“How did you get here so quickly?” I ask.

The person in the red coat turns to face me. He’s wearing bright red lipstick, has three days of stubble and breath that would turn a rattle snake.

“What are you talking about?” he asks, flashing a mouthful of large, yellow teeth.

I shrink away. What the hell? How did this happen?

Turning on my heel I make it to the entryway. I’m too late. My train and my bag are already a half-mile down the track. I think of my bag with all my clothes and two air force uniforms, my furlough orders. I’ll never catch it. But I have to.

Darting out to the street I hail a Pocatello Taxi. “Follow that train,” I shout as I scoot into the back seat.



Andy’s Morse Code Key

As a licensed amateur radio operator I have made friends in some rather distant places. Most of them I will never meet in person – have an eyeball as we say in the radio world. One of these friends in a distant land is Andy Nechawsky who resides in Ukraine and possesses the call sign UU1CC.

Andy’s trade is that of a book illustrator. In addition, he is fluent in Morse code, English, Spanish, Ukrainian, and probably Russian. I’ve yet to have the pleasure of hearing his voice or his fist (the sound of him sending Morse code).

When Russia invaded Crimea in 2014 Andy was very concerned for his safety. He feared Russia would, among many things, seize his call sign, UU1CC, and there would be nothing he could do about it.

Me? I could only trust he would come out of this okay. My trust, it seems, was well placed.

Nineteen months passed and nary a word…until this morning when his photo and a message appeared on Face book.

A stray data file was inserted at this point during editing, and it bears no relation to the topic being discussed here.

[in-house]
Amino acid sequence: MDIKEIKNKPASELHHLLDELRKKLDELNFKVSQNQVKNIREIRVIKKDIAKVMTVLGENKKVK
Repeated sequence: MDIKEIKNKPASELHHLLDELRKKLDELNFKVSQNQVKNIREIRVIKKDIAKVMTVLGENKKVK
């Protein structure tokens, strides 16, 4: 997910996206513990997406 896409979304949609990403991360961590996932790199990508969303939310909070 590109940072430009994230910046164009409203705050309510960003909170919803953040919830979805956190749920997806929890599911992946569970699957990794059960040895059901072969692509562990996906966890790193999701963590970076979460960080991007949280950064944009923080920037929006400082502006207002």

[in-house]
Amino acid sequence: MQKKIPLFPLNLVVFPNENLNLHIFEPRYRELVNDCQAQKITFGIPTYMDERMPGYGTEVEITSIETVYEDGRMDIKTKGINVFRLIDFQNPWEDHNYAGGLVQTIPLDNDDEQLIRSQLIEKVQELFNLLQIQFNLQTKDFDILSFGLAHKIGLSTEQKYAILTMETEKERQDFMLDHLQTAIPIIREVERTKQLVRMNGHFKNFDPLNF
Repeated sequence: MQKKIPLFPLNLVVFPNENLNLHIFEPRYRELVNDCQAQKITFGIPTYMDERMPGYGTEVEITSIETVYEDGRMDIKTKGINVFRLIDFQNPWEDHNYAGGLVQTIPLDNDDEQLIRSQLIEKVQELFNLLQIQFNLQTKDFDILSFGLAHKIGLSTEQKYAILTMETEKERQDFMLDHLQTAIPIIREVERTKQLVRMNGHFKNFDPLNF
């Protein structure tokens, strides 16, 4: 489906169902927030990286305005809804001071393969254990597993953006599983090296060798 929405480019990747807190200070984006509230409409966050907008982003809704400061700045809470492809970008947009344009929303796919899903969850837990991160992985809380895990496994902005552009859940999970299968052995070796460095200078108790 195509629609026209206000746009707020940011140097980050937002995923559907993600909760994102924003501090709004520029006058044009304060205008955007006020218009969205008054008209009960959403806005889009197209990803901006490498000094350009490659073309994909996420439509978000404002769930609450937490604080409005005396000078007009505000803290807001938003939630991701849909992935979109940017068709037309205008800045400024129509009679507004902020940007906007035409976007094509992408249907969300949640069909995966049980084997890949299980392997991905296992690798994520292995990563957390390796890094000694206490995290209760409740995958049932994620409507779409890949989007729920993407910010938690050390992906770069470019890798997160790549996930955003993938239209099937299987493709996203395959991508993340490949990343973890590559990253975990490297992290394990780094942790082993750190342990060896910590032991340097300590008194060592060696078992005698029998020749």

When Andy comes to mind I first recall his photo I‘m sharing with you. It’s a telegraph keyer used for sending Morse code, fabricated from a computer hard drive that would no longer serve its original purpose.

<a href=””>Trust</a&gt;

You Have To Know What To Say


Image from the Internet

A dozen years ago, give or take, I visited a local office supply store and invested a wad of cash in a new computer system – desktop XP, monitor, printer, keyboard, mouse, etc. I was startled by the size of the bottom line, so when the salesperson suggested a free replacement program for an affordable sum I bought it.

A few months down the road the monitor failed. I dialed the North Carolina number that was highlighted on the contract. They knew who I was and where I’d bought my stuff, but they weren’t going to replace or repair my monitor. End of conversation. I had no alternative but to take my contract and sales receipt to the office supply store where I’d purchased the monitor and plead my case.

The department manager with whom I dwelt was no longer at that store and no one else seem anxious to help me out. So I went up the chain of command to the general manager who happened to be a young pregnant lady who appeared to be about two weeks shy of delivery. Without a doubt she was having a bad day before I knocked on her door. I told her how badly I felt about dumping my troubles in her lap. By the time I finished my story she was angry.